It’s been renovated by renowned interior designer Robert Couturier
The listing calls out this four-bedroom Fifth Avenue apartment for its “flair,” and it does indeed boast some fanciful details. First off, it’s plenty spacious, spanning 3,500 square feet over two floors. The interior designer Robert Couturier was given the go-ahead to renovate it, and he came up with a nice balance between the old-world details of the apartment and fancy modern finishes. Bold modern artwork decorates the classically-appointed living room; a curved staircase with zebra print carpet meets the historic detailing of the hardwood floors.
Given the $8.5 million price tag, there are a lot of perks that come with the space. You enter the apartment through a private landing and have views of Central Park from the living room. The living room is decorated with crown moldings and a gas fireplace with a marble mantle, but the library is the real stunner. Besides a gas fireplace, there are 18th-century chestnut panels from Versailles lining the walls and the ceiling. (Talk about flair.)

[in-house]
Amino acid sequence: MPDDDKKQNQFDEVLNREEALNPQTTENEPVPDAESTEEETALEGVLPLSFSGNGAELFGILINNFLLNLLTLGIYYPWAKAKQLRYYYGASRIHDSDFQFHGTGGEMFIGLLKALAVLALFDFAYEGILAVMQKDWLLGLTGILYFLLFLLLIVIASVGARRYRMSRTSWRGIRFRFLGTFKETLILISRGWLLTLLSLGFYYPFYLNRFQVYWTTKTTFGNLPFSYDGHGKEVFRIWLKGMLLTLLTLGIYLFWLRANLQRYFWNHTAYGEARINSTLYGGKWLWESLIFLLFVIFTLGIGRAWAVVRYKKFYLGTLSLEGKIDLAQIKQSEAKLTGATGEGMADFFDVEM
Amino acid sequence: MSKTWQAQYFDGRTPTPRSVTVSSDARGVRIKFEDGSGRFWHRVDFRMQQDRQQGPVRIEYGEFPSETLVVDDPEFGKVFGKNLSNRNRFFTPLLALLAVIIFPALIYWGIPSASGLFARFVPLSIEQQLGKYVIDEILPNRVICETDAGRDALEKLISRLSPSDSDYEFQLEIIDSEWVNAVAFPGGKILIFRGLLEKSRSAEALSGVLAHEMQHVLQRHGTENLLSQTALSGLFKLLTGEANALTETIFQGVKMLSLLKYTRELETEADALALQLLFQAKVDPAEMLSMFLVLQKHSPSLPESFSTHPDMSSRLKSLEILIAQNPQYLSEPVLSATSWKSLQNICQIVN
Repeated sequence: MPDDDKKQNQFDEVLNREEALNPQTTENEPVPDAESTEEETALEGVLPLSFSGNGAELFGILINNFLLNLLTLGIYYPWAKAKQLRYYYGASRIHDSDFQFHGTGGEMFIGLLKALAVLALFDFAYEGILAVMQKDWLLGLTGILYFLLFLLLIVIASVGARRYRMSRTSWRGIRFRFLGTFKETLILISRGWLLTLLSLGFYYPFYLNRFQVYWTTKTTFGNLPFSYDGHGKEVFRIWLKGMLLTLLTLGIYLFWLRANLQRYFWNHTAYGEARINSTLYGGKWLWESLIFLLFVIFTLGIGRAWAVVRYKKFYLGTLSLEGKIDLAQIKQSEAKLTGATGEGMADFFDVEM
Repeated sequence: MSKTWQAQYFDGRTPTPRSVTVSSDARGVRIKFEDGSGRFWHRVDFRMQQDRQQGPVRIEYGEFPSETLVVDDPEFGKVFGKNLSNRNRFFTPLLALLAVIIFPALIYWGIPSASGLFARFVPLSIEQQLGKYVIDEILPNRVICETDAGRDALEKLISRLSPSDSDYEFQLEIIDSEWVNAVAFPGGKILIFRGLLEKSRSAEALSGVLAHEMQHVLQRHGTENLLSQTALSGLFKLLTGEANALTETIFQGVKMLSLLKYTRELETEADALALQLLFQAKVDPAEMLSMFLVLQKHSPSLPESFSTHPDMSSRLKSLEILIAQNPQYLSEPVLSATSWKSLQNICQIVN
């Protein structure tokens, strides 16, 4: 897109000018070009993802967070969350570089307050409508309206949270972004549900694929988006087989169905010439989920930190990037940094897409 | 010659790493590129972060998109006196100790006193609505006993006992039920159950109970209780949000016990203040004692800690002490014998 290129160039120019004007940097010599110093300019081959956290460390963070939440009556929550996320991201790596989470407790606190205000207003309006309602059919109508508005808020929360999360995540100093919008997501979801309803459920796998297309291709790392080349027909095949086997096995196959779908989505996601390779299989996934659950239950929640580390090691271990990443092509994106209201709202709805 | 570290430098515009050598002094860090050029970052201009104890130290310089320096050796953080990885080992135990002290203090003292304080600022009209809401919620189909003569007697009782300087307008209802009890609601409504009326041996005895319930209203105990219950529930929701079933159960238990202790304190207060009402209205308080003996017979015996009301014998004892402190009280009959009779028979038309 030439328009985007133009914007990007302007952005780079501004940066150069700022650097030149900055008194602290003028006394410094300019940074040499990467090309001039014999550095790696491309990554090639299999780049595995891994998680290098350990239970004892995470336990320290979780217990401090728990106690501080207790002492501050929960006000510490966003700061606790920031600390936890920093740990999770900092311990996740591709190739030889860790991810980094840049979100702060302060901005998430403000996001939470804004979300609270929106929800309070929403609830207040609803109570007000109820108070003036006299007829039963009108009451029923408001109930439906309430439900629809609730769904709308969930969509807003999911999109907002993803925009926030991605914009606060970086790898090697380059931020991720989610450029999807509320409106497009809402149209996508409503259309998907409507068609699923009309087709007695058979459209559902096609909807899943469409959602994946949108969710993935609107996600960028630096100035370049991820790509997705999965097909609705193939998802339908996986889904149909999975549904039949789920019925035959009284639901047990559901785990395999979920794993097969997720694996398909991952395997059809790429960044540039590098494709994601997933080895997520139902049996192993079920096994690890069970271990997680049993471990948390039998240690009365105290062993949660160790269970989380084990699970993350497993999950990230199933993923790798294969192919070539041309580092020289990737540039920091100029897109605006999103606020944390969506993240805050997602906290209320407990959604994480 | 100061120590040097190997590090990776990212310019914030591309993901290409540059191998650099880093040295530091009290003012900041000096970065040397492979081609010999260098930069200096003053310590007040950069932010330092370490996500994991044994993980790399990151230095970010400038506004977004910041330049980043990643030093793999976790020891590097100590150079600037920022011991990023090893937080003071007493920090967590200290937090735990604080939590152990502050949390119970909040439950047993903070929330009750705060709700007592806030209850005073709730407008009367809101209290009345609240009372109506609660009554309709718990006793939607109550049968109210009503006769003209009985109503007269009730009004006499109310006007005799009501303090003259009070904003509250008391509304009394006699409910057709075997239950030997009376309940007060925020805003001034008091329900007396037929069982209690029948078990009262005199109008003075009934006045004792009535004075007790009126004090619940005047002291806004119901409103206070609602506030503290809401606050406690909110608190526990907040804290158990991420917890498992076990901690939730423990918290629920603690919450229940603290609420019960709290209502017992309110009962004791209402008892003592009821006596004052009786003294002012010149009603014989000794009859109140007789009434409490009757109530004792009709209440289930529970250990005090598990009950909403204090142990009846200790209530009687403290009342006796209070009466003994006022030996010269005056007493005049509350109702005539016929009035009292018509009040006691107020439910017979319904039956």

The formal dining room, located on the first floor with the kitchen, library and living room, can fit up to 10 guests. The kitchen, separated from the dining room by a service entrance, holds a six-burner griddle, dual oven Wolfe stove, dishwasher and convection oven. The butler’s pantry has a second dishwasher, not to mention two wine coolers with separated temperature controls.
The second floor holds the master bedroom, three large bedrooms and a nursery space. Attached to the bedroom is a “marble and tile haven,” as the listing calls it—otherwise known as the master bathroom—as well as a customized walk-in closet with wood details. There are no 18th century, sourced-from-Versailles finishes up here, but we’ll take what we can get.
Maintenance for this apartment is a whopping $11,702 a month. 953 5th Avenue, as you may suspect, is a white-glove cooperative that even boasts its own 24/7 elevator operator. So, yes: this apartment is fancy through and through.
- SOURCE: Douglas Elliman